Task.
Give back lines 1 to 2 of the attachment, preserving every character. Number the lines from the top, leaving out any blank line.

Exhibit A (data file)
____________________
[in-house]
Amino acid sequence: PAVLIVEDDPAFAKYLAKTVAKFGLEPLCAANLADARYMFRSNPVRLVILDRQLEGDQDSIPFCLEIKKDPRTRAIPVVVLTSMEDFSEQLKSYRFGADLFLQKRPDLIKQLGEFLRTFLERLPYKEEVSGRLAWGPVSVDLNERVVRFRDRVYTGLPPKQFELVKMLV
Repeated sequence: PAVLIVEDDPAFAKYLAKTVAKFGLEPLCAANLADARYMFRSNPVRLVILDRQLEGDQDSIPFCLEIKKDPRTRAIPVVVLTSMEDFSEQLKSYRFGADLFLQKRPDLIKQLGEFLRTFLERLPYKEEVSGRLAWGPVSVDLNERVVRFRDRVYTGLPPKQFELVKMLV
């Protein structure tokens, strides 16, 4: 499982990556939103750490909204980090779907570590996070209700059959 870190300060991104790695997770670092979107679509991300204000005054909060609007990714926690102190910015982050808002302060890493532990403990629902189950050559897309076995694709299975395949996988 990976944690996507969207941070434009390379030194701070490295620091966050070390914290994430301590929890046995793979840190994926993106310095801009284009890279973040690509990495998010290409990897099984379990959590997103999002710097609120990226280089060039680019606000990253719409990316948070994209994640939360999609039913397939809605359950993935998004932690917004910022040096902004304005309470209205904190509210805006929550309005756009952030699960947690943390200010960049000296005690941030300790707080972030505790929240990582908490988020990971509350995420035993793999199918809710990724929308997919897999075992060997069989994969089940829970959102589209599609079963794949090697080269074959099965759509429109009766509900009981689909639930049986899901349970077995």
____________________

[in-house]
Amino acid sequence: PAVLIVEDDPAFAKYLAKTVAKFGLEPLCAANLADARYMFRSNPVRLVILDRQLEGDQDSIPFCLEIKKDPRTRAIPVVVLTSMEDFSEQLKSYRFGADLFLQKRPDLIKQLGEFLRTFLERLPYKEEVSGRLAWGPVSVDLNERVVRFRDRVYTGLPPKQFELVKMLV